Kukulkan: The Feathered Serpent of Maya Mythology

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The god Kukulkan is an important figure in Maya history, dating back to pre-Hispanic Mesoamerica’s classic period (250 to 900 C.E.). The Yucatec Maya attributed their living habits and agricultural practices to the benevolence of this god, among other deities.

However, Kukulkan, also known as Quetzalcoatl among the Aztecs, was more than just a deity worshipped by the Maya peoples; he was a creator god, symbolizing the interconnectedness of life, the underworld and the sky.

Maya mythology often depicts Kukulkan as a feathered serpent because snakes were symbols of life above and below the earth, while winged creatures were symbols of the sky.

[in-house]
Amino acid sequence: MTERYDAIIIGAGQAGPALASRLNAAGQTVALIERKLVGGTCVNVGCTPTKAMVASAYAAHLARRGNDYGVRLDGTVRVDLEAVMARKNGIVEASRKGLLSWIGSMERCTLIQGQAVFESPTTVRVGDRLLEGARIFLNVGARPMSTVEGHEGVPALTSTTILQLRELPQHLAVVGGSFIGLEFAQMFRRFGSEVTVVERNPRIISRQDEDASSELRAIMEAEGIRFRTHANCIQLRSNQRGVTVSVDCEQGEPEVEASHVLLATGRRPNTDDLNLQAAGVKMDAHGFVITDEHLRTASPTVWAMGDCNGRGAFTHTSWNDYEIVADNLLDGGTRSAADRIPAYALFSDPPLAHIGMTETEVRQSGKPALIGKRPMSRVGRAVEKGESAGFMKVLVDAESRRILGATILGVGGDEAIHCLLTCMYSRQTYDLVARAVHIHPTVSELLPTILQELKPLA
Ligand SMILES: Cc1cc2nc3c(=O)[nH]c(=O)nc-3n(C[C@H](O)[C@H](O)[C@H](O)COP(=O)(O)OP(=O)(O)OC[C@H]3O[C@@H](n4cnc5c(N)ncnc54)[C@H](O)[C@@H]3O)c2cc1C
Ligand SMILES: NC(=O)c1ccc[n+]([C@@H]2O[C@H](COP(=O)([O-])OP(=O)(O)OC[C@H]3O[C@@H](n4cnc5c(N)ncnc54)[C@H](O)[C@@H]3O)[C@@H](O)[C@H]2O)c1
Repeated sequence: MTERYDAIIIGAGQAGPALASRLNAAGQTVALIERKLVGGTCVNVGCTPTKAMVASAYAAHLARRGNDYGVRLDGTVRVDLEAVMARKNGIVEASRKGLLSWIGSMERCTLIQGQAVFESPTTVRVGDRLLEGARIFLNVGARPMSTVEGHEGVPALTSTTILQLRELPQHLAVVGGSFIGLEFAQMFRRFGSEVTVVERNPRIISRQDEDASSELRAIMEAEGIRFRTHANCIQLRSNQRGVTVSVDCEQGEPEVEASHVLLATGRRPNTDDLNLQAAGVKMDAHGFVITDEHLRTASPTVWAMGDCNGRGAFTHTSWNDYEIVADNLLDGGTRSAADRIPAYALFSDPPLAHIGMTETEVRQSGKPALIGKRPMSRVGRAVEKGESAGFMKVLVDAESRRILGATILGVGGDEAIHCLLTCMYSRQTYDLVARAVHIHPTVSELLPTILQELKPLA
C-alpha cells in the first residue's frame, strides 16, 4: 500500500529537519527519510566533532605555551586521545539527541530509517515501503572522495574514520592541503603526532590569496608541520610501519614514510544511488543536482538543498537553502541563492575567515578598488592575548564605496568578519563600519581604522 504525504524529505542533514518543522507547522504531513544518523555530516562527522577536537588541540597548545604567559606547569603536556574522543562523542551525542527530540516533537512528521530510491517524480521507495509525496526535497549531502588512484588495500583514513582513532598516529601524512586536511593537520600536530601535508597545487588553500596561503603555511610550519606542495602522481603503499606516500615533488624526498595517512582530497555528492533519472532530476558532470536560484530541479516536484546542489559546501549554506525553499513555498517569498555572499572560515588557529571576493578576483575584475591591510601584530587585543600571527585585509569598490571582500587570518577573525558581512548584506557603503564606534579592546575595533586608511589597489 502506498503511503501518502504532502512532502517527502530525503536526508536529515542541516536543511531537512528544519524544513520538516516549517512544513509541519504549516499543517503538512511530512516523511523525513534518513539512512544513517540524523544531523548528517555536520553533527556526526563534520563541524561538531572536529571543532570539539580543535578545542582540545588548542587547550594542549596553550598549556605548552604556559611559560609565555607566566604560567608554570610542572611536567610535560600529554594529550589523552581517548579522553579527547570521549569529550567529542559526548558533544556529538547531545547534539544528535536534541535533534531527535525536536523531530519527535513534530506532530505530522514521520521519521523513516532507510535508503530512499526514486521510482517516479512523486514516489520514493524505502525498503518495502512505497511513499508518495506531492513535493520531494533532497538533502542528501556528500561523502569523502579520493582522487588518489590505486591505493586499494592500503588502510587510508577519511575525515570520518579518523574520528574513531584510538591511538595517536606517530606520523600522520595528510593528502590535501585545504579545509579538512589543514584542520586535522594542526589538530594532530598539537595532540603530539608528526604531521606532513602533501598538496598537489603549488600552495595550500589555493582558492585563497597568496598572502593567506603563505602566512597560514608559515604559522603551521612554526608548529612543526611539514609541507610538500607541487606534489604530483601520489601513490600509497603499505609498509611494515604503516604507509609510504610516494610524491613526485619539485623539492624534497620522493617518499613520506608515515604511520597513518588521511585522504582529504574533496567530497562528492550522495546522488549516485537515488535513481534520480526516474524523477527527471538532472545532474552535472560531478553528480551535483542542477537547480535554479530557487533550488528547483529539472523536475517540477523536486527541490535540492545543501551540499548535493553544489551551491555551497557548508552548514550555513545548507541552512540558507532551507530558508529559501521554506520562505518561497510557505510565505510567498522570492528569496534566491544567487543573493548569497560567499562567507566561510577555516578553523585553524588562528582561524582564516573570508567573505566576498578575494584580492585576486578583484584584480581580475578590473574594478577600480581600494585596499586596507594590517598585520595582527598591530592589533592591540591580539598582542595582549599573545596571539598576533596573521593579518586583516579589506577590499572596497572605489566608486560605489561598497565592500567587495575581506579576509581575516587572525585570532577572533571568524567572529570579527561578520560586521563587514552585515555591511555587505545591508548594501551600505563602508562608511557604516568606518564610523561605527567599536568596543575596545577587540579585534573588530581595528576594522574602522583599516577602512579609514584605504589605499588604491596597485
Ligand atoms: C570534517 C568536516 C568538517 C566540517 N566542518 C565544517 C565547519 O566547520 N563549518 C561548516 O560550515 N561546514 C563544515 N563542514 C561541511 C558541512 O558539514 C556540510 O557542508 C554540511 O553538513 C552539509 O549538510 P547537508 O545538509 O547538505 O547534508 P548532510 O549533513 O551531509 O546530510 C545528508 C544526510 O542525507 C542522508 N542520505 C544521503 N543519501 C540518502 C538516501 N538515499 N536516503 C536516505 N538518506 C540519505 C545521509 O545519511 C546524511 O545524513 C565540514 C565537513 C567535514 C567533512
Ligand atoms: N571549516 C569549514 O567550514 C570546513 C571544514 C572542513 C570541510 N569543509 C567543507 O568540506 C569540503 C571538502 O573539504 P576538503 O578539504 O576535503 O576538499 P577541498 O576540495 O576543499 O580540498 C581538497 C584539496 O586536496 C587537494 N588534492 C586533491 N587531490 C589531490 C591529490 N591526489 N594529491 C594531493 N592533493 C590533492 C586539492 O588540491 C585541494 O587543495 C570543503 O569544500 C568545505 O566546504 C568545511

Connection to the Aztec Quetzalcoatl

The name of the Maya deity reflects this duality. In Yucatec Maya, “kukul” means feathered and “kan” means snake. The god’s Aztec name, Quetzalcoatl, follows a similar logic. In Nahuatl, which is the Aztec language, “quetzal” is a plumed bird, and “coatl” is a serpent.

Kukulkan’s Origin Story

In one Maya story, Kukulkan was both a boy and a snake. As the young boy grew, his sister, who loved him, kept him in a cave and fed him.

When the boy outgrew the cave, he was forced to leave, causing the earth to shake. According to the story, Kukulkan continues to cause earthquakes each summer to let his sister know he is still alive.

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